Our CloudBasics posts are the most popular content on our blog. That’s no surprise to us, since we actively target folks who might not be as in to the technology as we are. Those folks often like to understand more about the cloud, but in English. That’s what we’re really good at!
On the subject of popular things from Beaty Consultancy, our managed cloud account service is by far our most popular product. That got me thinking – why don’t I write about the life of a cloud consultant? Maybe there could be something in here that you can do to help support your own cloud infrastructure more closely. Or maybe just throwing some light on what clients pay me to do will help you understand what support you need from your cloud support team. Or maybe I’m just talking into the ether. Whichever way, welcome to my day.
The early bird
Unlike a lot of techies, I’m an early riser. Our faithful and super-excitable rescue dog Nigel greets me, and after the normal morning routine of a shower etc., we head out for a walk. Often I’m unplugged, and it’s just him and me hanging out, getting ready for our day of me pressing buttons, and him guarding the office like a good boy. Other times I will be listening to podcasts, which brings me on to my first important tip:
Keep up to date
Podcasts are an amazing way to consume really intricate and technical content. I listen to them whilst walking the dog as I mentioned, but also while cooking, or washing up. Wherever I have enough brain power to concentrate and absorb content, I’m listening.
Some of my favourites are:
- Security Now, where they talk about the latest security vulnerabilities in various technology platforms.
- AWS podcast. Simon Lesher does a great job of rounding up all the latest news and innovations coming out of Amazon’s cloud, in really digestible chunks.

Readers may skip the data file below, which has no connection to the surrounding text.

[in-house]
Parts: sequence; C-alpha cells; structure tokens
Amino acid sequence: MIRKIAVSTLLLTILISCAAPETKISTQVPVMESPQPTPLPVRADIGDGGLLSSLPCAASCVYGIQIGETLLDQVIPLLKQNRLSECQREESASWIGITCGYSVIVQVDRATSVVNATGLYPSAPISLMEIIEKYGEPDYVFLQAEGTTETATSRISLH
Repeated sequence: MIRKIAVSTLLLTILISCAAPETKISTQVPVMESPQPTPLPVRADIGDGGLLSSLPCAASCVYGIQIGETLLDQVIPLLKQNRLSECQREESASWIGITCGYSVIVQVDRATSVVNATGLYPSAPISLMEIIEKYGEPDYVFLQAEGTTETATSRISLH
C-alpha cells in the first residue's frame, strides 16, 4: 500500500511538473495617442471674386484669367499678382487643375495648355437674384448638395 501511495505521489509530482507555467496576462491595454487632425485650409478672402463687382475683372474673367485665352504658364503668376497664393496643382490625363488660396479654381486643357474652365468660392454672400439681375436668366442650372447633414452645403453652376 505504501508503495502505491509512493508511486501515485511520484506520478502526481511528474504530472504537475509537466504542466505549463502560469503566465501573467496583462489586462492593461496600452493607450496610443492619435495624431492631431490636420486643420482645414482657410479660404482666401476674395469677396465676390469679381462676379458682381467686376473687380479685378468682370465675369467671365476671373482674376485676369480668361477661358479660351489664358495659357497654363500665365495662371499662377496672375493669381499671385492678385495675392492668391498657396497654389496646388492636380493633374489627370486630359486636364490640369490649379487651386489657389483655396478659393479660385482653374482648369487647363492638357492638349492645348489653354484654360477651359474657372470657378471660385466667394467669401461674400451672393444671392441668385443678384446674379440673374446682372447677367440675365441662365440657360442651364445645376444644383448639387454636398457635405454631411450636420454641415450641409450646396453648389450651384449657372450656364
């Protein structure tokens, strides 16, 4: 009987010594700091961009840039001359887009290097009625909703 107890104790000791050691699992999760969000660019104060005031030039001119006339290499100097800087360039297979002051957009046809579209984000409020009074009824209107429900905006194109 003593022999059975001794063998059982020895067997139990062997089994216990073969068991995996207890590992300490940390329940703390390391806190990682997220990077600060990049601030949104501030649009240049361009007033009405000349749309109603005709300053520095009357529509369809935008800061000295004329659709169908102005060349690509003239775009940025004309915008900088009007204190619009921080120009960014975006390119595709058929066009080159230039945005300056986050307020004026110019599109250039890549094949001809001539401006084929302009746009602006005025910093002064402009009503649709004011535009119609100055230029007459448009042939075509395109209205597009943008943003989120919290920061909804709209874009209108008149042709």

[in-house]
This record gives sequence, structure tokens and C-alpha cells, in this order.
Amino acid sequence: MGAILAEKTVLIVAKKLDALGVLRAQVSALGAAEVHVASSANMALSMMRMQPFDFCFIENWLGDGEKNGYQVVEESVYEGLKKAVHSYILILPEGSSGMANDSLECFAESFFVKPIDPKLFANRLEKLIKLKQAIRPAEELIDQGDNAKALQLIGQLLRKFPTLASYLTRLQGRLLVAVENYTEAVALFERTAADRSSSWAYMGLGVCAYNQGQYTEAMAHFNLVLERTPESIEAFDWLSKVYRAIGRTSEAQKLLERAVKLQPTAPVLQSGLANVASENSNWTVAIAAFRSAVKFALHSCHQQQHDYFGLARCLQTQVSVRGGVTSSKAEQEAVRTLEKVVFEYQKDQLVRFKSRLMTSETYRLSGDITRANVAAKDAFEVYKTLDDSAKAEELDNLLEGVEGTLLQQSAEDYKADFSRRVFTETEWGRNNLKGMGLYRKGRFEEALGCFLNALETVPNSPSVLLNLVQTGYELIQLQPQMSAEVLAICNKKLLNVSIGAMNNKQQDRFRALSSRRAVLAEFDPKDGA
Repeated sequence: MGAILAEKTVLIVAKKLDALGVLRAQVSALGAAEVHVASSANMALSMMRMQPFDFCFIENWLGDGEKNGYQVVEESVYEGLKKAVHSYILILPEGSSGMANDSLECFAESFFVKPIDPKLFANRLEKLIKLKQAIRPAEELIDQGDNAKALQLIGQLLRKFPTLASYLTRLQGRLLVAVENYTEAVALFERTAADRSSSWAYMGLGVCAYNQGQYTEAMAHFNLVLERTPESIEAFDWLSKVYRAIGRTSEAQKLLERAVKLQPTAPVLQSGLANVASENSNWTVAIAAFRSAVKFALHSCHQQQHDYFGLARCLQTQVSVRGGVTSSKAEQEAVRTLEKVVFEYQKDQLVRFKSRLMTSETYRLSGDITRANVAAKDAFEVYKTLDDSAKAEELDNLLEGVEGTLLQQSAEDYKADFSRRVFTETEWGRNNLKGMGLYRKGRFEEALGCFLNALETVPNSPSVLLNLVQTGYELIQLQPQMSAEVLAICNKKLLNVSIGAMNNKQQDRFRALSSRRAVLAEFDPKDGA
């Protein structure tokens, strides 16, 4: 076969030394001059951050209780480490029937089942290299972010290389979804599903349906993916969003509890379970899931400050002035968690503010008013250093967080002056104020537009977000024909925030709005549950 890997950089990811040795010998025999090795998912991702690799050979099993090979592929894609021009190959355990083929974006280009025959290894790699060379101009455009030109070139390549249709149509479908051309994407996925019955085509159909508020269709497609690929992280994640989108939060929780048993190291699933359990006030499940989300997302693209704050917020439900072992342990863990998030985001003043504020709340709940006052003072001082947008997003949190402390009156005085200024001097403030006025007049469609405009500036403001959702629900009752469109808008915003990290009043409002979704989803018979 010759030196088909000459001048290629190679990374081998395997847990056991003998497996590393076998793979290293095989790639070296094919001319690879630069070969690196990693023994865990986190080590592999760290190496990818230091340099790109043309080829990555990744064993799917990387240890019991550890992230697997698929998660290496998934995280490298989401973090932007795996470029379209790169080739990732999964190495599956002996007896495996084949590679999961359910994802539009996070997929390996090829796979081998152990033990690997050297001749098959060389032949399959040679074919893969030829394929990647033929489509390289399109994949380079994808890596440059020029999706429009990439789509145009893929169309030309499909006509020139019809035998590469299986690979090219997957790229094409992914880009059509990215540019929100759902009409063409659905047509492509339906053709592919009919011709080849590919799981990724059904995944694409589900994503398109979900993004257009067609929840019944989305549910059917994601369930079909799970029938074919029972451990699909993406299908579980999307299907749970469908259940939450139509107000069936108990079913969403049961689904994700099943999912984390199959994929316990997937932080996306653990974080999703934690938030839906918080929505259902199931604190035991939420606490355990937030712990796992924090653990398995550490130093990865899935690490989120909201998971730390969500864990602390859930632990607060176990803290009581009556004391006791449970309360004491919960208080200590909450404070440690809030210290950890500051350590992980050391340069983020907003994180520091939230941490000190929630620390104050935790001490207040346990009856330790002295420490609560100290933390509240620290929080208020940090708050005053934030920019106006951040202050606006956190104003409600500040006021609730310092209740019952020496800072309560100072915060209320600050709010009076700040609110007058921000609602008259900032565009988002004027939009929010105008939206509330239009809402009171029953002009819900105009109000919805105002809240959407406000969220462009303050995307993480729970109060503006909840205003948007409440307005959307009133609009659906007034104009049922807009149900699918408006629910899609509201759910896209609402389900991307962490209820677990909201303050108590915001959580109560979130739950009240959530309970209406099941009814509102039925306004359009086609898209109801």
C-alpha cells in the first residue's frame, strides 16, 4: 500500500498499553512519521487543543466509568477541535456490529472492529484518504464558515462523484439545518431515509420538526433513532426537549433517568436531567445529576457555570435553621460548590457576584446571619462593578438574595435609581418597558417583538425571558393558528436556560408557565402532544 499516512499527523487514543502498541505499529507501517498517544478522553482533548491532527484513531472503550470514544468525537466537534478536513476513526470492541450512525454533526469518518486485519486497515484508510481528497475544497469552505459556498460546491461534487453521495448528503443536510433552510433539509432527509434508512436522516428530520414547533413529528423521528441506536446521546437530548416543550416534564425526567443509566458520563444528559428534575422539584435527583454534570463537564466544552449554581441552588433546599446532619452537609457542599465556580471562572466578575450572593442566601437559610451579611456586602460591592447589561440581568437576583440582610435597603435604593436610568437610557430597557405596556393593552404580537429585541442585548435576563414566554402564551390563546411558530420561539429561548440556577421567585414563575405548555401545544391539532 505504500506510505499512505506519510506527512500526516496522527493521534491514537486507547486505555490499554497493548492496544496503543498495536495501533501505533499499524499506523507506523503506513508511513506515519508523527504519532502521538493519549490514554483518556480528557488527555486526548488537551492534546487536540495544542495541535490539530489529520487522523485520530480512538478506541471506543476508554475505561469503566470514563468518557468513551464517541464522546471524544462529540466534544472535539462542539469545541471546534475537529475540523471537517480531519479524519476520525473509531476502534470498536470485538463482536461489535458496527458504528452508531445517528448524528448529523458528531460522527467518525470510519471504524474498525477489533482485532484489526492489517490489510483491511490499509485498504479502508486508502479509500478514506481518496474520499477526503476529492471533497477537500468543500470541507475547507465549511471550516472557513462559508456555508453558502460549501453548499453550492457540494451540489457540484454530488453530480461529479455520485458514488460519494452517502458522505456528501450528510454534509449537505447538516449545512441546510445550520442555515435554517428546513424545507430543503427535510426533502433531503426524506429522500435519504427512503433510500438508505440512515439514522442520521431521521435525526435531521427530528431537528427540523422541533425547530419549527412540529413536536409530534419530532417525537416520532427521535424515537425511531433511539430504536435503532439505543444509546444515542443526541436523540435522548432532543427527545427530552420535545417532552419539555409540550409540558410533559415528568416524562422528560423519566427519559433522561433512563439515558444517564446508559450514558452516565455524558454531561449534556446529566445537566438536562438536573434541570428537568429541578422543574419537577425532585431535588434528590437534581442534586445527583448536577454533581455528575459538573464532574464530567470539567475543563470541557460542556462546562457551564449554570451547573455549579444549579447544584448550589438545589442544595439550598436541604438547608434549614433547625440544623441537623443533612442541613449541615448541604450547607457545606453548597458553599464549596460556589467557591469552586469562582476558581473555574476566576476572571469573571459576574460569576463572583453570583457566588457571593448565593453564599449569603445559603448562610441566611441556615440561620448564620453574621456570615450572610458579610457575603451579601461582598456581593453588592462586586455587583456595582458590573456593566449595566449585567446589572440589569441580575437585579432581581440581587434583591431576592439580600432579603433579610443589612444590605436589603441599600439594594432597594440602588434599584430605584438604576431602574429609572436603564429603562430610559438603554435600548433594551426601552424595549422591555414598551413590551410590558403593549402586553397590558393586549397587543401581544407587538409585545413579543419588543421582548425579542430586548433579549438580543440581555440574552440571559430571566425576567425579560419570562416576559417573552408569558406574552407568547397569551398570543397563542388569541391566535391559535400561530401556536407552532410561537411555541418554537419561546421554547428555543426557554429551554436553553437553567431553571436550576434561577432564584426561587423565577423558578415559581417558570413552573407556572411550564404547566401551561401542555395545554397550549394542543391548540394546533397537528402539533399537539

- BBC Radio 4’s The Bottom Line. This is a business podcast, but it’s super interesting, and helps me understand client’s businesses.
- NPR’s How I Built This. The story of enprepenours and the movements they built. Again, it’s fascinating to hear how businesses rise and fall.
After that, it’s usually a home made gingerbread latte, and either a drive to the office, or a short wander upstairs to the home office. Once I’m online, I’ll jump on Slack, which brings me to my next point; keep communicating
Keep communicating – but not too much
Slack is an amazing app, (which almost didn’t happen). But how you set it up is crucial so you can be sure to receive the critical messages, while not being bombarded with others.
I’m a member of about 10 Slack accounts for various client organisations – some I work with more than others. But of the ones I work with more regularly, it’s good to join in with the good mornings! You never know if someone is unexpectedly not online today which might have a knock on effect on your project. Or maybe someone just heard about a really critical bug in a piece of software they know you use, and they want to just mention it to you. Or maybe the office next door has cake. Great uses for Slack, and great examples of things you might not be made aware of if you don’t just drop in for a little “good morning” message.